How to Probate a Will in Kentucky

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Probate in Kentucky is handled by the district court responsible for the county where the person died. Probate is the legal process to settle an estate of a person who died with a valid will. The person named in the will as the executor – the individual responsible for carrying out the will's wishes and directions – can file a petition in the Kentucky courts to start probate. Once the proceedings are completed, the executor is given legal authority to carry out his duties.

Download and print Form 805 from the official website of the Kentucky Court of Justice (see Resources). Visit the District Court Division of the Office of Circuit Court Clerk in the county where the deceased person died to request the petition if you cannot print the form.

Read More: What Are the Duties of the Executor of a Last Will & Testament?

List all of the deceased person's real estate. Estimate the market value. Add the figures together. Note the total as the "approximate real estate value."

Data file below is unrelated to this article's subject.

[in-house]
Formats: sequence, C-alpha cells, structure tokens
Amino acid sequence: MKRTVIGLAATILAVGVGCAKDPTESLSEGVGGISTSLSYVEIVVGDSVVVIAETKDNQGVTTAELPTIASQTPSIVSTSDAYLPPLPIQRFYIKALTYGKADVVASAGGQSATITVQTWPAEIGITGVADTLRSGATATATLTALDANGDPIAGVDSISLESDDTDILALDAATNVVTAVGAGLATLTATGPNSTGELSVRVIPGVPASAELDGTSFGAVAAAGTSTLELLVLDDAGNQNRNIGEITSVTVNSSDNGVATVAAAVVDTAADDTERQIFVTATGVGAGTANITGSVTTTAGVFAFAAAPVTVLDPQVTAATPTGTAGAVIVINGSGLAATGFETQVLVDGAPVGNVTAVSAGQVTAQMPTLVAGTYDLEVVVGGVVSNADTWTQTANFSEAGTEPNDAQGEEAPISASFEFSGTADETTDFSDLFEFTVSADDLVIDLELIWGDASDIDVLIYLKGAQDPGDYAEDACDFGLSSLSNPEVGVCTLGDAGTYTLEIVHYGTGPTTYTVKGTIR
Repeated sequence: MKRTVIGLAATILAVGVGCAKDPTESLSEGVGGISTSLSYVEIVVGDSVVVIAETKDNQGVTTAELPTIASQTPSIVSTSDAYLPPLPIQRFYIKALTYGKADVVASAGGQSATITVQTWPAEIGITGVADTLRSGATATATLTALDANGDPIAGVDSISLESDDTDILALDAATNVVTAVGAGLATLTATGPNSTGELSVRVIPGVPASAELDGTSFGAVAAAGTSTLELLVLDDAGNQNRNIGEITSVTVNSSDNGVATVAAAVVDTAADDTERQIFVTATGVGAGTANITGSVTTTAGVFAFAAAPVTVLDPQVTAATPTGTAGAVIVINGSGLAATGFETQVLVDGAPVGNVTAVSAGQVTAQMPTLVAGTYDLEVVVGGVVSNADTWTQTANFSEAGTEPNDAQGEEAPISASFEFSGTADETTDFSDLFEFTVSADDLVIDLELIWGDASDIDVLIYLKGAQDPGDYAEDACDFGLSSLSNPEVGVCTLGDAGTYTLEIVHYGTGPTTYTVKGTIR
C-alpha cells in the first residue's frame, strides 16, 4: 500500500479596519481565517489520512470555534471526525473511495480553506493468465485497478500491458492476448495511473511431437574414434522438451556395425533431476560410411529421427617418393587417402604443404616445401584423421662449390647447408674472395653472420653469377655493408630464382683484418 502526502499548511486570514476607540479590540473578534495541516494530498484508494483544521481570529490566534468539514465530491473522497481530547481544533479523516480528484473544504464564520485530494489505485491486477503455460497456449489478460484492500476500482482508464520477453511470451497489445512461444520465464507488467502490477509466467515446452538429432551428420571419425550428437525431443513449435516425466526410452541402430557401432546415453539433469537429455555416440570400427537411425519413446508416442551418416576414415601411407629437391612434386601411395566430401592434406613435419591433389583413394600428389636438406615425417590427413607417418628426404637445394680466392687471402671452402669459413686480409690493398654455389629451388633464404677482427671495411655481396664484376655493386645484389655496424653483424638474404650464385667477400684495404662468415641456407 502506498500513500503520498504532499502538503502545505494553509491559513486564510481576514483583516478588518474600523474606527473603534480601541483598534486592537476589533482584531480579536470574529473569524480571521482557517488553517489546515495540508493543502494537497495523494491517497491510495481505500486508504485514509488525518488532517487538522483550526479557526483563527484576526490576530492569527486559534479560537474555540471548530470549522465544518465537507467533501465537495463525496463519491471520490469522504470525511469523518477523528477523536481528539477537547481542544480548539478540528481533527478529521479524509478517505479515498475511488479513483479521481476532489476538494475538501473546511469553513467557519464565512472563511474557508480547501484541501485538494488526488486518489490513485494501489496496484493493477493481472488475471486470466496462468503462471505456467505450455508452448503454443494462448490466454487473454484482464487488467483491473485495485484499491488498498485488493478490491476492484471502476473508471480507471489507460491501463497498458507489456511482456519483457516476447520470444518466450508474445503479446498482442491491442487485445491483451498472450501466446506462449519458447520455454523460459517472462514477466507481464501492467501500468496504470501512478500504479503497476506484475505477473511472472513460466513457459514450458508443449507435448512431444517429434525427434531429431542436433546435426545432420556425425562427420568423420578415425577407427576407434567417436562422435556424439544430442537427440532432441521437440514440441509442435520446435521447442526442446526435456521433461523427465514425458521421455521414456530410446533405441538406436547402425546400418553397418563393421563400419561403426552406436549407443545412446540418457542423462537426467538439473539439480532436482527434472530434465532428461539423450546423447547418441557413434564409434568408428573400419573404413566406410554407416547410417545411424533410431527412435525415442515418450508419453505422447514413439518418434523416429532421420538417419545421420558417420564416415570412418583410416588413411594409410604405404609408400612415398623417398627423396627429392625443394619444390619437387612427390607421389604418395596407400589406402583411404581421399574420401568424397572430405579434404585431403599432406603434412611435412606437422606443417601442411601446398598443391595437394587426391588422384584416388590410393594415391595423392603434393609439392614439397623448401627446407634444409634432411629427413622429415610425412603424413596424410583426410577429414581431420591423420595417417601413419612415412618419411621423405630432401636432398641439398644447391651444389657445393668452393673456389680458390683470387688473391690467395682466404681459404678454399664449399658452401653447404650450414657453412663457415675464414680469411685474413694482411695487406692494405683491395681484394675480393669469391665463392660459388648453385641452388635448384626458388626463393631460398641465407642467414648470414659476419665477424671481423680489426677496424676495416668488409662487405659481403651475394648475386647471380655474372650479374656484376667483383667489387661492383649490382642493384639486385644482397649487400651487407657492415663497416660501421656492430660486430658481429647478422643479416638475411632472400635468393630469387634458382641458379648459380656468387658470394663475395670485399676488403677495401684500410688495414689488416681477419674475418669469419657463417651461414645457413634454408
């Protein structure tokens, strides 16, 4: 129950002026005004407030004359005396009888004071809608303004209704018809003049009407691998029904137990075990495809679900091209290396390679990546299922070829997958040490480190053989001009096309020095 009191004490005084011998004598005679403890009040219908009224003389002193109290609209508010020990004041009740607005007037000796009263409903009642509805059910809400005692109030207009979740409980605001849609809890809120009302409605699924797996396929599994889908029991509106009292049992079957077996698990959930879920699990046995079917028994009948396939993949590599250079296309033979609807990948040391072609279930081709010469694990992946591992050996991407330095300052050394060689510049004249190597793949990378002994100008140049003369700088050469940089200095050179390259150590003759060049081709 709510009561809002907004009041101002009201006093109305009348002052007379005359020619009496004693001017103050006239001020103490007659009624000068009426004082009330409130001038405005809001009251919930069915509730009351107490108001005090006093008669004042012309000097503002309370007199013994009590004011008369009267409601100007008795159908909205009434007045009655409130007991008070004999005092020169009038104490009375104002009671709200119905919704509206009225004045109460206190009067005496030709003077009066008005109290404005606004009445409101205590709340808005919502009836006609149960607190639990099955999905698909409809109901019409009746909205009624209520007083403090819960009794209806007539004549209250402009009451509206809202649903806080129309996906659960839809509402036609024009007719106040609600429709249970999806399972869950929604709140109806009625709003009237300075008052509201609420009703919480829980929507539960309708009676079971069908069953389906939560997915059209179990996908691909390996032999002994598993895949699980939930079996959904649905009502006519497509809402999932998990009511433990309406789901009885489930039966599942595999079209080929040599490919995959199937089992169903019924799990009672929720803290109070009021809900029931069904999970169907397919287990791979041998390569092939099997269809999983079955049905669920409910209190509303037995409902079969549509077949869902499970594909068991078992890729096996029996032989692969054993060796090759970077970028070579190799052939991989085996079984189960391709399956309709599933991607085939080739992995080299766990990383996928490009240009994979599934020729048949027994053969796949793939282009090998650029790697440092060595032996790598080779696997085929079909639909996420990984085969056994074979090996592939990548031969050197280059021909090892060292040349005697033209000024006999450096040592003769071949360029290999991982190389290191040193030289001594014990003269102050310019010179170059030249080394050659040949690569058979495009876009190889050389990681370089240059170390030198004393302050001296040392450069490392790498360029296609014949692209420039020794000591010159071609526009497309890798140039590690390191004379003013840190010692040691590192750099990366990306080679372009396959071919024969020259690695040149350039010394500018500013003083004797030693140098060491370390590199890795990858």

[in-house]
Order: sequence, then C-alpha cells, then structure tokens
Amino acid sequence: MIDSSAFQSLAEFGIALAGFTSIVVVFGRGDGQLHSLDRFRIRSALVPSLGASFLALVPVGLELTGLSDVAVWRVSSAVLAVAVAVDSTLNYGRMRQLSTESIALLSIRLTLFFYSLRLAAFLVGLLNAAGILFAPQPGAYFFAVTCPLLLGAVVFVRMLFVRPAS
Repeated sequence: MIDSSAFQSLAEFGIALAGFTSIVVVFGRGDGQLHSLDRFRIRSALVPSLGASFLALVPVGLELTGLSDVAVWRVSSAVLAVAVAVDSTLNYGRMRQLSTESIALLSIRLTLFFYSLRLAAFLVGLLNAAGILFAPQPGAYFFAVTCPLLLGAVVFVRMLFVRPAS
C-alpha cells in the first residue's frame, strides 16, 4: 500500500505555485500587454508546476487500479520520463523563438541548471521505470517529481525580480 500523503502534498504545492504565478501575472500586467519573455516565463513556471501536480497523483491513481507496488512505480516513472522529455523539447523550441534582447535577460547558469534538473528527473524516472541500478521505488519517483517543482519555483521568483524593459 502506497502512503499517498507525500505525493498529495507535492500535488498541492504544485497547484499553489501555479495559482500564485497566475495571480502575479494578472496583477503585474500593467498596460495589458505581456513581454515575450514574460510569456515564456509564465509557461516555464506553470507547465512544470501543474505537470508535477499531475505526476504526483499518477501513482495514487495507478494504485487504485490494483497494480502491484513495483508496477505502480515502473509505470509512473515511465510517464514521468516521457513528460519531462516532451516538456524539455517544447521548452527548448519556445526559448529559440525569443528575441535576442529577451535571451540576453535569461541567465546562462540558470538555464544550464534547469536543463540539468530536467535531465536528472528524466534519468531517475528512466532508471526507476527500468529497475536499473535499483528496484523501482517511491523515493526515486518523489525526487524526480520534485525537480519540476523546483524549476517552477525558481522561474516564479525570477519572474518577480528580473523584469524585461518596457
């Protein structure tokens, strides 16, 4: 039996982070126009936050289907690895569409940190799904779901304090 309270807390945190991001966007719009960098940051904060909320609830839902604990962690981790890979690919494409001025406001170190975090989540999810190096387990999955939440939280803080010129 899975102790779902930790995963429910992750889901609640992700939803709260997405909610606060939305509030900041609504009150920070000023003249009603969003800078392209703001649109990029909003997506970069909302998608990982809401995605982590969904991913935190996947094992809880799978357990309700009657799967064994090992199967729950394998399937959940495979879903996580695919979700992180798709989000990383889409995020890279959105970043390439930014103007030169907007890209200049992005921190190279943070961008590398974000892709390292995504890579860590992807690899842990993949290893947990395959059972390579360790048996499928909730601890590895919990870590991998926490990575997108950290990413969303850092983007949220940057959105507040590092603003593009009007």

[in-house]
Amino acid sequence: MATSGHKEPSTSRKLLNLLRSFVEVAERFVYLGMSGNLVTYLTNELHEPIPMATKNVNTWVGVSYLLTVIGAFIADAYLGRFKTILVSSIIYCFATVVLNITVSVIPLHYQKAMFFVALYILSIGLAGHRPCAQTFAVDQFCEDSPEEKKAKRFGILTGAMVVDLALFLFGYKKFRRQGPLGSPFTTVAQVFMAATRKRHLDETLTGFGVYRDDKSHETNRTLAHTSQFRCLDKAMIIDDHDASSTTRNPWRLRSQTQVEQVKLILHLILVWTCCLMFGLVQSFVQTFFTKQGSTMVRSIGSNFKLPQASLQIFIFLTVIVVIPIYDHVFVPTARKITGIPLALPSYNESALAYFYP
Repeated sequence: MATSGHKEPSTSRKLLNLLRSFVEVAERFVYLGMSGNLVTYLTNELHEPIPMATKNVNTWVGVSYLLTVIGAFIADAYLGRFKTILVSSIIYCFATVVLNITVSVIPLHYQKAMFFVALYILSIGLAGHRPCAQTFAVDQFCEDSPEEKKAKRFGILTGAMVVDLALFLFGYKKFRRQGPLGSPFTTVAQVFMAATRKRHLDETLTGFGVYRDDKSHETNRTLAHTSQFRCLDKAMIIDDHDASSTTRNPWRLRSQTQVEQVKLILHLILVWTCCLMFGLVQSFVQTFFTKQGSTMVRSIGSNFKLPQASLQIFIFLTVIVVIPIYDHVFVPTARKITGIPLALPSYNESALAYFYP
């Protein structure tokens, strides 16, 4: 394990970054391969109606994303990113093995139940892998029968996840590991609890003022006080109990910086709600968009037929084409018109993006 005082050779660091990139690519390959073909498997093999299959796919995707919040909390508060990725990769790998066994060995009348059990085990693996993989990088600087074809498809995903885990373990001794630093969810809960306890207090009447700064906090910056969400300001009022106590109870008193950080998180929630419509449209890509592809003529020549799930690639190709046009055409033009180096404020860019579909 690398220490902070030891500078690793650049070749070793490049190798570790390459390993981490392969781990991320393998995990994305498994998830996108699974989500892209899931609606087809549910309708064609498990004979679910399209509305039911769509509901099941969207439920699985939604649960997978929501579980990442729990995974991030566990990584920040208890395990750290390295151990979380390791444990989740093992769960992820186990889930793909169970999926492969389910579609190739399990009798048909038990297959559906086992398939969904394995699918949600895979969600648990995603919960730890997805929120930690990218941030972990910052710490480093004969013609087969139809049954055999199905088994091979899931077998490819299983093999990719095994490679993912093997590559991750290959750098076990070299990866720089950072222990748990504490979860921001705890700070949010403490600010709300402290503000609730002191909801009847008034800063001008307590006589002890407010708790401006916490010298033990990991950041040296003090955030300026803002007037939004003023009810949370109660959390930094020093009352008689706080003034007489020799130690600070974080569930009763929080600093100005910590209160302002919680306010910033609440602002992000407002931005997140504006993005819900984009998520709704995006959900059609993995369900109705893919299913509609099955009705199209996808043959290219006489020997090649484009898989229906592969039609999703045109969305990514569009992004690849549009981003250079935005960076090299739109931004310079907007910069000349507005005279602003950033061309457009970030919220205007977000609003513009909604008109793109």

List all of the deceased person's personal property. Assign a value to each. Include cars, bank accounts and other property. Add the numbers together. Mark the total as "approximate personal property value."

Fill out the form in full. This includes the deceased person's Social Security number, full name, last address, date of birth and death, the names and addresses of all legal heirs and the executor, and the approximate personal property and real estate values. You must include the amount of money, if any, you owed the deceased person.

Have each heir sign the "Wavier" section at the bottom of the petition. The wavier allows the appointment of the executor without formal legal notice to each heir. Make two copies of the completed petition. The original and a duplicate are needed for filing. Retain a copy for your records.

File the petition and the deceased person's will in the office of the district court clerk. A filing fee applies; the amount varies by county. Follow all directions from the court and attend any scheduled hearings.


  • These instructions are valid as of November 2010, and should not be construed as legal advice.


  • Contact a probate attorney if you are unsure about any faucets of the probate process.